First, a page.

GLENWOOD | The Village Board heard a presentation Tuesday that may lead to video gambling in the clubhouse of the village-owned Glenwoodie Golf Course.
John McQueeney, a sales representative for Tangent Gaming Capital, said any establishment in Illinois that serves alcohol that is consumed on the premises is entitled to have five legal slot machines.
He said Tangent Gaming Capital wants to act as terminal operator and provide the games, as well as a cash redemption machine.
"So nobody in your establishment would ever be touching money," he said.
McQueeney said the maximum bet on the machines is $2 and the most an individual can win at any one time is $500.
He said the games are required to pay out at least 80 percent of what they take in and that they are currently paying out about 92 percent.
"This really isn't gambling if you're getting 92 percent of your money back," McQueeney said. "It's kind of fun."
He said having the machines at the clubhouse would cause people to come in earlier, stay later and visit for lunch and dinner.
No one under the age of 21 could have access to the gambling machines.
McQueeney said no one company can legally offer higher percentages than another. He explained the state share is a 25 percent tax. The village would receive a 5 percent tax, and the remainder after earnings are paid out would be split evenly between the terminal operator and the establishment.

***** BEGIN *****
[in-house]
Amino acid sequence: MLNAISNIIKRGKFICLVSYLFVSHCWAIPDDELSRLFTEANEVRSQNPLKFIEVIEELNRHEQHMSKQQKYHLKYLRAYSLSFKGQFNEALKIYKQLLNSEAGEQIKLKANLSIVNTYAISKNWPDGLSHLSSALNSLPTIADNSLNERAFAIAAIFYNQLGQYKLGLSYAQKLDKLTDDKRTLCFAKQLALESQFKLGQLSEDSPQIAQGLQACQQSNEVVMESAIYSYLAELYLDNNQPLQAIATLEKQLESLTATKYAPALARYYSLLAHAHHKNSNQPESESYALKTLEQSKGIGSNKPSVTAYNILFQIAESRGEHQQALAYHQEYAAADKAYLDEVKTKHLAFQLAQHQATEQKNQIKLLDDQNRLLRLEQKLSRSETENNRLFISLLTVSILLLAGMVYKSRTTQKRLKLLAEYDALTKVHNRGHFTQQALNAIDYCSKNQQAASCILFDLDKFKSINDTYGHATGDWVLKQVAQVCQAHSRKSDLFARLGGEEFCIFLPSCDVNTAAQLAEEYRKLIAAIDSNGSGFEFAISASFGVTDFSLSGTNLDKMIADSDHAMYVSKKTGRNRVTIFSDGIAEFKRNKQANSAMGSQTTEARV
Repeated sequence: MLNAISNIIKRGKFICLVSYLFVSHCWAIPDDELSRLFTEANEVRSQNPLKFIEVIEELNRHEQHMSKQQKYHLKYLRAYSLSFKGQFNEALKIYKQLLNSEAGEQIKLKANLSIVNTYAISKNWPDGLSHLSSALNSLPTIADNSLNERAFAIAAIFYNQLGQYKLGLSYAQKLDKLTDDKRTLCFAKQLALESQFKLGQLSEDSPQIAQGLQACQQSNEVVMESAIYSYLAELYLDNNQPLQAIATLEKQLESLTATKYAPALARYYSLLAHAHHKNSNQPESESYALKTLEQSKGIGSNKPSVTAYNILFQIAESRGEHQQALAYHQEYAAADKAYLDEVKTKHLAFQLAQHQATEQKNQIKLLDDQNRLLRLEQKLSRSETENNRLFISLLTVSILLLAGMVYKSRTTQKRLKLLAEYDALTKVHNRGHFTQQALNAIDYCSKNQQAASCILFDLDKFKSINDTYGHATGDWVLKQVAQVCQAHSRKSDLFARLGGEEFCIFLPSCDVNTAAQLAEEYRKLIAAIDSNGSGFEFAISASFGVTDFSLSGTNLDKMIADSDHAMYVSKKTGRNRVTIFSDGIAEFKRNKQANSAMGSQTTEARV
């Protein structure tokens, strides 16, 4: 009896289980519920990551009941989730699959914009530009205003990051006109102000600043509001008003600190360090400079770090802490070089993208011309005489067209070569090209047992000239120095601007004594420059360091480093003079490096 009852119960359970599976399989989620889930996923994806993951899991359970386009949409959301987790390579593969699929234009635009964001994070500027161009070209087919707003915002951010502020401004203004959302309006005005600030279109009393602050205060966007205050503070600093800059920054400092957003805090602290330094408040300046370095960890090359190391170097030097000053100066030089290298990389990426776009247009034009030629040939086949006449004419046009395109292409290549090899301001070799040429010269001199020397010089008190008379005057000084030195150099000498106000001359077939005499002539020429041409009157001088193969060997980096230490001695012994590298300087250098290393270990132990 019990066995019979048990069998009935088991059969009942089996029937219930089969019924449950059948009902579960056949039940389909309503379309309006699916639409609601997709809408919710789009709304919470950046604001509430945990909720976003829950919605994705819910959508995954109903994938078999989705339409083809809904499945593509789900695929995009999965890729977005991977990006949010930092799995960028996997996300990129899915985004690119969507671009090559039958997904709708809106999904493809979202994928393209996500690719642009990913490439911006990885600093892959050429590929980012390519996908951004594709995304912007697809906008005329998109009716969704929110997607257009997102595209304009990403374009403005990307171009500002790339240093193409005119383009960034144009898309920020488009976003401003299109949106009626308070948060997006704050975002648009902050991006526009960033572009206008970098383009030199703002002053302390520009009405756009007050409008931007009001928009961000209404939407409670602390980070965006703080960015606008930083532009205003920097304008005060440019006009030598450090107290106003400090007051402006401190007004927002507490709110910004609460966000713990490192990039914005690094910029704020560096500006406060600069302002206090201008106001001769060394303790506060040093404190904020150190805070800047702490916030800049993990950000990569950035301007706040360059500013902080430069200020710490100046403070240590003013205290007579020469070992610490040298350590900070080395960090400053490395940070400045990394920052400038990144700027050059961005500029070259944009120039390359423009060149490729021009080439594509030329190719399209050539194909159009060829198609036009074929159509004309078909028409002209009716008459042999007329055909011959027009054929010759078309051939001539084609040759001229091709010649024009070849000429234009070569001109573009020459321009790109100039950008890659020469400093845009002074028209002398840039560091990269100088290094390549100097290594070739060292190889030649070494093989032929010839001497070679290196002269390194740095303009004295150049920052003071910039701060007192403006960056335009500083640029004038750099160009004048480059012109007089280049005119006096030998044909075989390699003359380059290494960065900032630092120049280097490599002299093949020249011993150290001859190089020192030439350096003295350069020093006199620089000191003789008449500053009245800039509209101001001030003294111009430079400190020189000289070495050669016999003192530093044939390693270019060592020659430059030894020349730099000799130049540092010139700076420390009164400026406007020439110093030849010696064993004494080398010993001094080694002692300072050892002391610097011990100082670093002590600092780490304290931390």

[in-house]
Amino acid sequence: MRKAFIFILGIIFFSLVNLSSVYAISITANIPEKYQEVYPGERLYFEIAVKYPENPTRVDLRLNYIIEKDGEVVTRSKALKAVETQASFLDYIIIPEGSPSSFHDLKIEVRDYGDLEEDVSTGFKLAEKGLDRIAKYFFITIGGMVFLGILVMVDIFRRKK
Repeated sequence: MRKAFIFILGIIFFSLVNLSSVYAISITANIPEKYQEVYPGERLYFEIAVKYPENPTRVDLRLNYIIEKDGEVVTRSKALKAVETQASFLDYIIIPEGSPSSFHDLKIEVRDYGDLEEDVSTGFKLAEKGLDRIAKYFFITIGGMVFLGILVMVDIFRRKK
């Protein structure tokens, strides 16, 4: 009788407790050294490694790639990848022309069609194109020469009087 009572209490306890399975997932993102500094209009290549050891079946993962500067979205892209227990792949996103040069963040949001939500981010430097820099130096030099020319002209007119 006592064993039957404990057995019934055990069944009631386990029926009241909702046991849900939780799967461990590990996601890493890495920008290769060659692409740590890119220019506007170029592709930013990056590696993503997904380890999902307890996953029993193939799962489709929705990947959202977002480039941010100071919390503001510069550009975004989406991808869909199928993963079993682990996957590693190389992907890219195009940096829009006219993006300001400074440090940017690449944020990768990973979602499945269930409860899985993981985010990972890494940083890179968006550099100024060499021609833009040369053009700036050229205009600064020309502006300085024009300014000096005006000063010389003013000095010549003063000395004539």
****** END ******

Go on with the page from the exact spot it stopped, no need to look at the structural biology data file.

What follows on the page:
McQueeney said video gaming is a form of entertainment and that the odds of winning are much higher than playing the lottery.
Tangent Gaming Capital is asking the village to enter into a five-year contract.
Village Attorney John Donahue said the village can end the contract at any time, but with one caveat.
"If we ever restart it, we'd have to go back with Tangent," Donahue said.
The Board is expected to consider the agreement with Tangent Gaming Capital at the Sept. 17 Village Board meeting.
But regardless of what decision is reached, it will be some time before games are at Glenwoodie.
Trustee Paul Styles asked McQueeney when the games would go in if the contract is approved next week, and McQueeney said it is an eight-month application process with the Illinois Gaming Board.